Airframe Needle and Roller Bearings: Toughness at 33,000 Feet
As part of our Bearings 101 series of informational articles, we’re highlighting types of bearings or bearing components. Next on the agenda are airframe control needle and roller bearings.
Regardless of the application, you always want a bearing to be sturdy and reliable. But when it comes to components for aircraft, the margin for error is almost nonexistent. Passengers, air freight customers, and pilots need to trust every piece of the plane or helicopter they use. For a Boeing 747, that’s six million components, many of which are airframe control needle and roller bearings.
Although flying is one of the fastest ways to travel, airframe control bearings generally spin at medium or low RPMs. The greatest demand on needle and roller bearings in aircraft is load. A 747 can weigh up to 378 tons at maximum takeoff weight. Roller bearings in a plane’s landing gear bear its full weight across just a few wheels, so they need to be tough! Despite the high loads these bearings must carry, they must also be light enough to ease takeoff and conserve fuel. Finally, they need to function well at the frigid temperatures of cruising altitude.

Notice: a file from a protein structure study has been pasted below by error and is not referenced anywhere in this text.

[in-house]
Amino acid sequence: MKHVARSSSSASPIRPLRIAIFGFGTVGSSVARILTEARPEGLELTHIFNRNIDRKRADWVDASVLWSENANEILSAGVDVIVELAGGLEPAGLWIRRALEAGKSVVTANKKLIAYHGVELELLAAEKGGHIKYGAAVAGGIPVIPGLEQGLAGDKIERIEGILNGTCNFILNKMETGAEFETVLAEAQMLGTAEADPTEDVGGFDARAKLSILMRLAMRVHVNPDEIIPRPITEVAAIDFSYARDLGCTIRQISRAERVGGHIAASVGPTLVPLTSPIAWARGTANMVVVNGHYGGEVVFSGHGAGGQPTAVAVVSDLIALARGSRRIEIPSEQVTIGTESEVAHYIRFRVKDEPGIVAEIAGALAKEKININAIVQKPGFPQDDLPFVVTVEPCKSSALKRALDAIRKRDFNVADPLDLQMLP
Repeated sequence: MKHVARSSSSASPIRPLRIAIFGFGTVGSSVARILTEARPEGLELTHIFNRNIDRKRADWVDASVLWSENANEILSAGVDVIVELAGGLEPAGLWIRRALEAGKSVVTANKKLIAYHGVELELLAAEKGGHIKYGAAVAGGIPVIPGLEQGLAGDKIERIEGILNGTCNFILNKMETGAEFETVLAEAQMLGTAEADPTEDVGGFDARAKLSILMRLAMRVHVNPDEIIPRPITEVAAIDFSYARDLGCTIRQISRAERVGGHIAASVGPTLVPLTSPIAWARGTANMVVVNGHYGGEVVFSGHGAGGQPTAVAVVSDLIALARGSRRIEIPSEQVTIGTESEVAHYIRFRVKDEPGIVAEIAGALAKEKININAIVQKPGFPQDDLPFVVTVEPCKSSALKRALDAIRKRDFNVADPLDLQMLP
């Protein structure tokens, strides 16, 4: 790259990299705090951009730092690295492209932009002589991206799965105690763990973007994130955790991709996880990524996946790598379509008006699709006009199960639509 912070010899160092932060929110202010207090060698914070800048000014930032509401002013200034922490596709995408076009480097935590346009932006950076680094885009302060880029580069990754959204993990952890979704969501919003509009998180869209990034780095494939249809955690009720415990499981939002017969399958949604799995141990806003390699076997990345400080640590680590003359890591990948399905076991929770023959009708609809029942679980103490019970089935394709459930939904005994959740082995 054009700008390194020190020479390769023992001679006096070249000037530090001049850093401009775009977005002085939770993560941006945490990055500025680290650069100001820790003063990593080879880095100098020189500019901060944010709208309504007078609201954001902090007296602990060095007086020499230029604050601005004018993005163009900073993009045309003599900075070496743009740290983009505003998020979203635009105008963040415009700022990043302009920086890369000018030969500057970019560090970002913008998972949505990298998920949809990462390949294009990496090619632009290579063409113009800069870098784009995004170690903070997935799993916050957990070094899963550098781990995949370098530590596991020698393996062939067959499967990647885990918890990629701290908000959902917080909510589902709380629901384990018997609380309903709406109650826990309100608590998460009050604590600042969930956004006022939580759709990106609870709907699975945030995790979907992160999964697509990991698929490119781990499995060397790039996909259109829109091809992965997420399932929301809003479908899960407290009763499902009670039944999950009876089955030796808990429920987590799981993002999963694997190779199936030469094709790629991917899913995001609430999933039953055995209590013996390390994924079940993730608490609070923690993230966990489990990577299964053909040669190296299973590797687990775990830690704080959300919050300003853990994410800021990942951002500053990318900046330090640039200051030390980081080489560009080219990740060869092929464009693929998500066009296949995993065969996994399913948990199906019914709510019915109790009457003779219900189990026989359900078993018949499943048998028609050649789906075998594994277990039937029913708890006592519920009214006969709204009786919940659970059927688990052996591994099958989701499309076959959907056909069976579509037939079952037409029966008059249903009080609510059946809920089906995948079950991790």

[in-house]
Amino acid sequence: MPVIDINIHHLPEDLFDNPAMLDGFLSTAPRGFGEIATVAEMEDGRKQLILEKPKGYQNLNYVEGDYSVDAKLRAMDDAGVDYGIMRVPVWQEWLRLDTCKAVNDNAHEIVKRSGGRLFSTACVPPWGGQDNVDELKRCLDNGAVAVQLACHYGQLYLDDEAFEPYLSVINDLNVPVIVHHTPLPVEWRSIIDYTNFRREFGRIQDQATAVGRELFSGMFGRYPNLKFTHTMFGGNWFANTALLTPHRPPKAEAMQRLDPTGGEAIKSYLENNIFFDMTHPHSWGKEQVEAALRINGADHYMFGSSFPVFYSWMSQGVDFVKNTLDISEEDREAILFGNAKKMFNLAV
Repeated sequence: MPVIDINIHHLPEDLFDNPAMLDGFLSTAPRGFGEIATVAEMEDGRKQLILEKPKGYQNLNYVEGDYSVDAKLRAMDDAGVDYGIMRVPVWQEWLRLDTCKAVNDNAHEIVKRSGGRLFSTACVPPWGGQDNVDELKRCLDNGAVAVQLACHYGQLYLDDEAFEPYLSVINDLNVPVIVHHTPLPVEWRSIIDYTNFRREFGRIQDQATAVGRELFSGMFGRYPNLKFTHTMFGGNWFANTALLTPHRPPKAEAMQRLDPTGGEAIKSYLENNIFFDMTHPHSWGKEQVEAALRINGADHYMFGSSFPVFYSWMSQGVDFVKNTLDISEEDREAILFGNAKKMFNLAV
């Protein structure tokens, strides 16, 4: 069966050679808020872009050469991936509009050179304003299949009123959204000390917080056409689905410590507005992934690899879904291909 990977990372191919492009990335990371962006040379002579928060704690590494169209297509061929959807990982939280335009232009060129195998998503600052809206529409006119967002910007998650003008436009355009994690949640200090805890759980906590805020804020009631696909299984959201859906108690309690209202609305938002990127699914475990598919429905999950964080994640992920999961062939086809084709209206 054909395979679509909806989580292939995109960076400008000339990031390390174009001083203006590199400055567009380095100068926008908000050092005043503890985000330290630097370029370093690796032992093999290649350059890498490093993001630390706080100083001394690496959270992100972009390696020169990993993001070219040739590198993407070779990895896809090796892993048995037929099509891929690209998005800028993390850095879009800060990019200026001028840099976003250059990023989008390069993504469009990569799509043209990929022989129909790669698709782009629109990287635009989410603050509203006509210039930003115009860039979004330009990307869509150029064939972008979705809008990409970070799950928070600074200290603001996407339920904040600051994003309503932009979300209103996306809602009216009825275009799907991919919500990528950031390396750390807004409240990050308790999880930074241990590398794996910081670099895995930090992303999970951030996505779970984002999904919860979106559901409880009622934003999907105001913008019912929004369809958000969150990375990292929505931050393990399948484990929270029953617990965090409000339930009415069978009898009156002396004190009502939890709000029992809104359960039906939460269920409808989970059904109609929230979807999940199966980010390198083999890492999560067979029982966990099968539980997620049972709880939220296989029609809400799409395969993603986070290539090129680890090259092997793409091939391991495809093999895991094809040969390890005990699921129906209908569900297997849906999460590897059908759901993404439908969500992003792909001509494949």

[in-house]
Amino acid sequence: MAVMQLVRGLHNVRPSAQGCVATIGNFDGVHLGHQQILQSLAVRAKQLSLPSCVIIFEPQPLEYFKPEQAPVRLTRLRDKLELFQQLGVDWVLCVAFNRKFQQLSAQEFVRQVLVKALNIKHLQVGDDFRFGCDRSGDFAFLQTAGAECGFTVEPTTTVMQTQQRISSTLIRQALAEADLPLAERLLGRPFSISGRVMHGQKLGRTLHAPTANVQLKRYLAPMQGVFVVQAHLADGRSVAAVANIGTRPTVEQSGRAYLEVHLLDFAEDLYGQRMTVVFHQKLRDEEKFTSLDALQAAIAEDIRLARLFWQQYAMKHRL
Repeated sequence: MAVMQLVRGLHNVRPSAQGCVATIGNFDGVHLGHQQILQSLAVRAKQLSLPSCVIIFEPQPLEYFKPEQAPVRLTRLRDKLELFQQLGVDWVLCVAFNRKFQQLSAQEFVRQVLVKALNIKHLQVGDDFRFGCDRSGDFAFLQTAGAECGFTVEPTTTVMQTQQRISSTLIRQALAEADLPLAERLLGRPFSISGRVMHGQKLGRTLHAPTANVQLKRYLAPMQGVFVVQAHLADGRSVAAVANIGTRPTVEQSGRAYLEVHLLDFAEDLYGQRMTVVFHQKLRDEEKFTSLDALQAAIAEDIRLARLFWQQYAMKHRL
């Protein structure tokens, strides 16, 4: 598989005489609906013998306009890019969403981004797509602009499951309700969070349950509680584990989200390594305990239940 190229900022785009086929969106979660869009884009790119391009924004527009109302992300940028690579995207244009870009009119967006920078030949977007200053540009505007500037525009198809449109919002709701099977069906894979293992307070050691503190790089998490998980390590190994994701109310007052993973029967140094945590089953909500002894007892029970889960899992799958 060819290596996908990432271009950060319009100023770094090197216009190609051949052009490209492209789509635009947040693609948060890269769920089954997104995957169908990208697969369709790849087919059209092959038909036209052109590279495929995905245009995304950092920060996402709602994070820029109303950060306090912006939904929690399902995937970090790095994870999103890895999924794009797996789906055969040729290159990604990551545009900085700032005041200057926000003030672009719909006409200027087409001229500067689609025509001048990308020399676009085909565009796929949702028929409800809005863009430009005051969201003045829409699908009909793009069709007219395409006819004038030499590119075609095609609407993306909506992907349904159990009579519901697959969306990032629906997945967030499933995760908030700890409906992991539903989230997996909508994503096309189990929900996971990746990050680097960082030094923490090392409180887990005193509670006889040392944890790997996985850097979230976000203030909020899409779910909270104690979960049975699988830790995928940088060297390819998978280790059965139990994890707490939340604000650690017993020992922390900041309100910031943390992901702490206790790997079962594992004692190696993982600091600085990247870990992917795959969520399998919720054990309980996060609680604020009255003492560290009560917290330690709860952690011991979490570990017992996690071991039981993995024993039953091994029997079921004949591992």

There are two main types of bearings in aircraft.
- Aircraft roller bearings typically have a cylindrical or tapered shape. They reduce friction in places like jet engine shafts and gear boxes, landing wheels, and helicopter transmissions.
- Aircraft needle bearings are roller bearings with long, skinny rollers. Their design makes them resistant to high, vibrating loads. They are mostly found in wing slat and flap carriages, but also show up in door mechanisms and support struts for landing gear.
For help selecting aircraft bearings, advice about your specific design requirements, or to order bearings, contact one of our sales engineers.
Have you seen our other Bearings 101 articles? Here are our pieces on thin section bearings, roller bearings, Thinex and torque tube bearings, machine tool spindle bearings, deep groove bearings, a comparison of bushings to bearings, and our bearing glossary.
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